RE Grave, Railway Wood

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RE Grave, Railway Wood
Commonwealth War Graves Commission
RE Grave Railway Wood Commonwealth War Graves Commission cemetery
Used for those deceased November 1915 – August 1917
Established 1915
Location 50°51′08″N 2°56′13″E / 50.85222°N 2.93694°E / 50.85222; 2.93694
near Ieper, West Flanders, Belgium
Designed by A J H Holden
Total burials 12
Unknown burials 0
Burials by nation
Burials by war
Statistics source: CWGC

RE Grave, Railway Wood is a Commonwealth War Graves Commission (CWGC) memorial and war grave located in the Ypres Salient on the Western Front. It is located on the Bellewaerde Ridge near Zillebeke, about 4 kilometres east of Ypres, and a little north of Hooge. The area of the Cambridge Road sector, halfway in between Wieltje and Hooge, was the site of intensive underground fighting in the First World War. The Liverpool Scottish Memorial, Railway Wood is located nearby.

History[edit]

The inscription on the base of the Cross of Sacrifice.

The Royal Engineers grave at Railway Wood marks the site where twelve soldiers (eight Royal Engineers of the 177th Tunnelling Company and four attached infantrymen) were killed between November 1915 and August 1917 whilst tunnelling under the hill near Hooge during the defence of Ypres. The men were trapped underground and their bodies not recovered, and after the war, the memorial was erected on the hill.[1][2]

The site is unusual for being both a cemetery and a memorial. Because the bodies remain underground, the cemetery has no individual gravestones, and the names of the twelve men who died are inscribed on the Cross of Sacrifice instead. The inscription across three sides of the Cross of Sacrifice reads: Beneath this spot lie the bodies of an officer, three NCOs and eight men of or attached to the / 177th Tunnelling Company Royal Engineers / who were killed in action underground during the defence of Ypres between November 1915 and August 1917.

The grounds were assigned to the United Kingdom in perpetuity by King Albert I of Belgium in recognition of the sacrifices made by the British Empire in the defence and liberation of Belgium during the war and are administrated as a war cemetery by the Commonwealth War Graves Commission.

Tunneling[edit]

Mine crater at Railway Wood, located just behind the grave site

When 177th Tunnelling Company arrived at Hooge in November 1915, underground warfare in the area was at its height.[3] One of the busiest areas for the miners on both sides was Railway Wood, an area at Hooge where the old Ypres-Roeselare railway crossed the Ypres-Menen road. Aerial photographs clearly show the proliferation of mine warfare in the Railway Wood sector during the unit's presence there, with craters lying almost exclusively in no man's land between the British and German trenches.[4] With both sides trying to undermine their enemy, much of the unit's activity at Railway Wood consisted of creating and maintaining a shallow fighting system with camouflets, a deeper defensive system as well as offensive galleries from an underground shaft.[5] The 177th Tunnelling Company continued mining in the Hooge sector until August 1917. Fighting in the area continued until 1918, with the craters (being strategically important in relatively flat countryside) frequently changing sides.[6]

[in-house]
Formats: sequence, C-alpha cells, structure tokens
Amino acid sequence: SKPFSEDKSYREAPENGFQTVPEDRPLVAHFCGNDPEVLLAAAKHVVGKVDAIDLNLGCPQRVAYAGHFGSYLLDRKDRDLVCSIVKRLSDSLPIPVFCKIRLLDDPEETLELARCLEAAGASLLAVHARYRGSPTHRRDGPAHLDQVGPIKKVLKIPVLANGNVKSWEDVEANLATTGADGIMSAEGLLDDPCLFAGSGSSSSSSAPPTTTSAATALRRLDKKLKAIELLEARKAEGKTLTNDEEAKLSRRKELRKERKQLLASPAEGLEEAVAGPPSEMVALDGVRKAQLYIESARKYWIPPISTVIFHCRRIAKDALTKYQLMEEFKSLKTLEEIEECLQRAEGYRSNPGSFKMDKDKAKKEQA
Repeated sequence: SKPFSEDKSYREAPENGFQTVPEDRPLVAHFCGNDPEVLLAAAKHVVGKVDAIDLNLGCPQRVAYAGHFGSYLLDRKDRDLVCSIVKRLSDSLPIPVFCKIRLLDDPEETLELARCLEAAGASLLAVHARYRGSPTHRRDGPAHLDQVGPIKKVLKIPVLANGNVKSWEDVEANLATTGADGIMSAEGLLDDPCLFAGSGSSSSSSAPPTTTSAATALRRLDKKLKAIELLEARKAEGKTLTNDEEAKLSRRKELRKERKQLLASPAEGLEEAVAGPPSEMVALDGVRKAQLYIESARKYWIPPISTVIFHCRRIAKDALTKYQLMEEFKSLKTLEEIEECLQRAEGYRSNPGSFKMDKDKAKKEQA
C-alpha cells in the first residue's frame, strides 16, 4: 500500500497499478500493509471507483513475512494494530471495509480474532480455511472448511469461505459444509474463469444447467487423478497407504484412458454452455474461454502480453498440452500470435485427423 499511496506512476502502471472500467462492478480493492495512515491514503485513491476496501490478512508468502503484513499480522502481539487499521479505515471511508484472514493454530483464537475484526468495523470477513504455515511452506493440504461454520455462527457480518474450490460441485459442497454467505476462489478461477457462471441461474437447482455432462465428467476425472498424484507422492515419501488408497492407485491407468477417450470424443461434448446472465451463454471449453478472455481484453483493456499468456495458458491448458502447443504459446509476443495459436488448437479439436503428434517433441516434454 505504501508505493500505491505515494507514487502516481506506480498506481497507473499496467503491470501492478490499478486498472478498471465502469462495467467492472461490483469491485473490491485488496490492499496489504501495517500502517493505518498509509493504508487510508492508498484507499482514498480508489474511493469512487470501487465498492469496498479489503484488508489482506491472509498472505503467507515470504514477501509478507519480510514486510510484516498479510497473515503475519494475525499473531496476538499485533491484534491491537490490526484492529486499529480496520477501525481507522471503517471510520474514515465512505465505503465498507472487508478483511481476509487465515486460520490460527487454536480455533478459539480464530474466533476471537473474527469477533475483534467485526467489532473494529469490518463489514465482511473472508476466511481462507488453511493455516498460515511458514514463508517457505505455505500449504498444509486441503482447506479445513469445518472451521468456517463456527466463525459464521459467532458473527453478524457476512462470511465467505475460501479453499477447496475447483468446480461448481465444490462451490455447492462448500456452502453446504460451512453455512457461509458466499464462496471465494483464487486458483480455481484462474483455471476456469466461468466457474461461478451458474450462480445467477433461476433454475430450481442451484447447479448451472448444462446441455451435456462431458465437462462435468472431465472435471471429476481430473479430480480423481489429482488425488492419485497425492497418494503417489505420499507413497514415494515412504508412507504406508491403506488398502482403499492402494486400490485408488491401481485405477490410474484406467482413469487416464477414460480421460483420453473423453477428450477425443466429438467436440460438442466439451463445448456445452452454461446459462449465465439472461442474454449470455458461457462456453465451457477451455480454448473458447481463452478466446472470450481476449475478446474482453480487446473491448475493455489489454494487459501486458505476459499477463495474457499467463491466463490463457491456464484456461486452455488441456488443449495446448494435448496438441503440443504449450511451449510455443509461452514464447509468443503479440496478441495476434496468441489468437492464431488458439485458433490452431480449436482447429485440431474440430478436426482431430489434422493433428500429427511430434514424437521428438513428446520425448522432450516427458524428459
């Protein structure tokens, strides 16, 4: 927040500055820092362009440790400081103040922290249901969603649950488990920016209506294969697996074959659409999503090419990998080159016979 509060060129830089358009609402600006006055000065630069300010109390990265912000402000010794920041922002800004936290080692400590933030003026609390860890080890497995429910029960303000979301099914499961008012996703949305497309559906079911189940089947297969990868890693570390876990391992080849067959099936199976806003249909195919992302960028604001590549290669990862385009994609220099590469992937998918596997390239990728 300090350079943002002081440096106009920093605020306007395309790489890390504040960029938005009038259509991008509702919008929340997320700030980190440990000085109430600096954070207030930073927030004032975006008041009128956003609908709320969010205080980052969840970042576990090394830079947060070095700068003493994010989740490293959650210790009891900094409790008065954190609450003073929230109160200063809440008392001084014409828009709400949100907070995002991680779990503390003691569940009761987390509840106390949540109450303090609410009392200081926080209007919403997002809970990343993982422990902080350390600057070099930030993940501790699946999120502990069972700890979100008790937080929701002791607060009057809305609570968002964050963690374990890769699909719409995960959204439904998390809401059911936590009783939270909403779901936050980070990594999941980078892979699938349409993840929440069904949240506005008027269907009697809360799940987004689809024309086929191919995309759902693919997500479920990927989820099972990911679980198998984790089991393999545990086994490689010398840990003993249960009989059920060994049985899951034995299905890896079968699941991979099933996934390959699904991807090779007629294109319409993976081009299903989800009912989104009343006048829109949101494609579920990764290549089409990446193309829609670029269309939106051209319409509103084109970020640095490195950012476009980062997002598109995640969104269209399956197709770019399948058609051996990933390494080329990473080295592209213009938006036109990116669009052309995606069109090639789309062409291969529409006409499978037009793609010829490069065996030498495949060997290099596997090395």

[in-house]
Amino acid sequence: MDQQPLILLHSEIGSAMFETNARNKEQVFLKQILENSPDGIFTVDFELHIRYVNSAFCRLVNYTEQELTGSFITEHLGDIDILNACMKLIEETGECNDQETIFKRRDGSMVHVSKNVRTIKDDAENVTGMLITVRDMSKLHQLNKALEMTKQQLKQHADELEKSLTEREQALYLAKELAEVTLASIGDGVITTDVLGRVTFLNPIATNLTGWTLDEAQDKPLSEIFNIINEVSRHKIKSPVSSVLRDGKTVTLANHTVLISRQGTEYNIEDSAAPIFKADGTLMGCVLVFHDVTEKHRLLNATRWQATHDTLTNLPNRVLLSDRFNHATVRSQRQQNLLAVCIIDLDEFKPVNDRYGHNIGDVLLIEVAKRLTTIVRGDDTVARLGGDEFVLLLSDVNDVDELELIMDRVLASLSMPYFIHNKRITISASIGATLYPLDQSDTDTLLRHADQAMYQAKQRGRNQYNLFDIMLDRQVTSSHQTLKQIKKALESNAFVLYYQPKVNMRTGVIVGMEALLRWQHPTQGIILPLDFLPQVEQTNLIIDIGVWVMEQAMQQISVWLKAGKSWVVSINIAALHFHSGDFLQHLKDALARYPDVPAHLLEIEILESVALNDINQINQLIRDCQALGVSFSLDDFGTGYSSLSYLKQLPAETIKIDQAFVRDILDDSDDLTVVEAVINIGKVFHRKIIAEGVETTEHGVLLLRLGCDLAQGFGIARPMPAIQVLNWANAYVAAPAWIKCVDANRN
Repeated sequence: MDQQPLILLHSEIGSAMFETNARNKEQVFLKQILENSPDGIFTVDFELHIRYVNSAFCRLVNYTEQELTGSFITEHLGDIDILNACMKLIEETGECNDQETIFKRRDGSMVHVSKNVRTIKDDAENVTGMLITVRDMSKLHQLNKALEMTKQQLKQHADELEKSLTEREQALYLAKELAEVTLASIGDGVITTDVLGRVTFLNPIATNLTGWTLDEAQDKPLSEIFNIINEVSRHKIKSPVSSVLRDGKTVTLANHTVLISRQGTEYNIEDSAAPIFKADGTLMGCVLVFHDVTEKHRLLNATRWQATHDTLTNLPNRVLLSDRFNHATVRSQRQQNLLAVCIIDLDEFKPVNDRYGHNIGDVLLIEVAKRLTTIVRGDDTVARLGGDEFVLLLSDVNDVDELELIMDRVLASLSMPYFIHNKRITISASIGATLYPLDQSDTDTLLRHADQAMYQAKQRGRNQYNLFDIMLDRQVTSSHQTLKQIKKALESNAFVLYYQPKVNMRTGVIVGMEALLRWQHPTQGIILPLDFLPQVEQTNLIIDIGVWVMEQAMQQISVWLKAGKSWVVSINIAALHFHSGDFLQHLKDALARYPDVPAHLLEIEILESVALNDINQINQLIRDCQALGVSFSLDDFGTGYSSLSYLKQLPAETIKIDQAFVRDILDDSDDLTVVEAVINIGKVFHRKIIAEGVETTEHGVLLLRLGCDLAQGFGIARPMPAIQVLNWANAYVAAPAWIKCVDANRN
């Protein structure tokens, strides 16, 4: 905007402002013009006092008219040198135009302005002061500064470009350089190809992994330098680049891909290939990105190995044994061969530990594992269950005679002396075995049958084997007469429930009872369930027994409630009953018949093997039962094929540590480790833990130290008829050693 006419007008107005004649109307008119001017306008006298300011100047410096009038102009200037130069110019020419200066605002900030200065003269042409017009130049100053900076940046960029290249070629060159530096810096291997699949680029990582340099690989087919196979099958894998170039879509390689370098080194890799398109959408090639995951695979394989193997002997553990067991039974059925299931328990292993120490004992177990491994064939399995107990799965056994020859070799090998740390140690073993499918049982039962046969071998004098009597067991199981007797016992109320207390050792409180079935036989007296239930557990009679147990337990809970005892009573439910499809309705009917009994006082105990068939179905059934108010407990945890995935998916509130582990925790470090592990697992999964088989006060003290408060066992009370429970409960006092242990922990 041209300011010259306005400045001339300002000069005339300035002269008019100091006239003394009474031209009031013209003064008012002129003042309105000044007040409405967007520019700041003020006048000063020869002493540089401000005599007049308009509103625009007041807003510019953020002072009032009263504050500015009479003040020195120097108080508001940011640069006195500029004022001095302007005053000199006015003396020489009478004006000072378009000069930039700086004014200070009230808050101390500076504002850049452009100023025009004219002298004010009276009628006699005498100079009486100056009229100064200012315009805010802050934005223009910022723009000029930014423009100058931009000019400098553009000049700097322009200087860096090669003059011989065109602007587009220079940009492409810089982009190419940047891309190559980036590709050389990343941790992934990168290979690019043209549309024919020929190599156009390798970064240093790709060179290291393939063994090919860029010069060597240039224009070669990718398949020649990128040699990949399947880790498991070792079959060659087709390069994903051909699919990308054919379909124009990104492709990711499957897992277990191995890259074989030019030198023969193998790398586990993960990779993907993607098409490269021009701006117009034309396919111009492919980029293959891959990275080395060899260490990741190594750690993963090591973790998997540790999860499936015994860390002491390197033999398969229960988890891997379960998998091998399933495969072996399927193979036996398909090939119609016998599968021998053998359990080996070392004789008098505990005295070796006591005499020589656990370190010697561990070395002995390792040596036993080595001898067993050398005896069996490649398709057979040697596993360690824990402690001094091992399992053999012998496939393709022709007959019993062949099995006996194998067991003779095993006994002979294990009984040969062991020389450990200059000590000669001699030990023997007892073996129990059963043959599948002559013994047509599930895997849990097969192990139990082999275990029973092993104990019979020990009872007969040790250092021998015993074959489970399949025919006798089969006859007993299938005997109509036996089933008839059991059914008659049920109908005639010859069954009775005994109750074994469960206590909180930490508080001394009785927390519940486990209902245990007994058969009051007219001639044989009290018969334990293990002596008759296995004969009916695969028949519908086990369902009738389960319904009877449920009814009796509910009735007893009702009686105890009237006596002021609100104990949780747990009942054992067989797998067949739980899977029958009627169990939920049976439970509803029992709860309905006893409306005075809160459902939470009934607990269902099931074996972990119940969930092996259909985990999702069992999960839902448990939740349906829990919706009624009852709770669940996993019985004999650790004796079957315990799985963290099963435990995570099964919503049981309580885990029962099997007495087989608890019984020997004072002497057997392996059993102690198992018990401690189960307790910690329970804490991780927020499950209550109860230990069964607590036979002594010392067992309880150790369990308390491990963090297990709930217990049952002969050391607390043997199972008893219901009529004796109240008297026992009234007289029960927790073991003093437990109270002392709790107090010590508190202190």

Lieutenant Boothby's letters[edit]

The officer mentioned in the inscription on the Cross of Sacrifice was Second Lieutenant Charles Geoffrey Boothby (13 December 1894 – 28 April 1916), service number 147252, from near Birmingham. He first attended Clayesmore School, then Christ College, Brecon, between 1909 and 1913. In the autumn of 1913, he entered Birmingham University, and spent a year studying dentistry. He was just short of his 20th birthday when he applied for a commission in December 1914. A year later he was seconded from 8th Battalion, South Staffordshire Regiment to the Royal Engineers. Also in 1915, when he was twenty-one, Boothby had just met eighteen-year-old Edith Ainscow. They exchanged love letters over a period of 18 months until Boothby was reported missing in action in spring 1916, having been blown up by a German mine at Railway Wood on the Bellewaerde Ridge near Ypres. The letter exchange between Boothby and Ainscow survived the war and was eventually published by Edith's son, University of Oxford professor Arthur Stockwin, in 2005.[7]

Further reading[edit]

  • Arthur Stockwin (ed.), Thirty-odd Feet Below Belgium: An Affair of Letters in the Great War 1915-1916, Parapress (2005), ISBN 978-1-89859-480-2 (online).

References[edit]

  1. ^ www.wo1.be accessed 19 June 2006
  2. ^ wo1.be, accessed 19 June 2006
  3. ^ Peter Barton/Peter Doyle/Johan Vandewalle, Beneath Flanders Fields - The Tunnellers' War 1914-1918, Staplehurst (Spellmount) (978-1862272378) p. 148-154.
  4. ^ Peter Barton/Peter Doyle/Johan Vandewalle, Beneath Flanders Fields - The Tunnellers' War 1914-1918, Staplehurst (Spellmount) (978-1862272378) p.123.
  5. ^ Peter Barton/Peter Doyle/Johan Vandewalle, Beneath Flanders Fields - The Tunnellers' War 1914-1918, Staplehurst (Spellmount) (978-1862272378) p.119.
  6. ^ Battlefields 14-18, undated, accessed 16 February 2007
  7. ^ Arthur Stockwin (ed.), Thirty-odd Feet Below Belgium: An Affair of Letters in the Great War 1915-1916, Parapress (2005), ISBN 978-1-89859-480-2 (online)

External links[edit]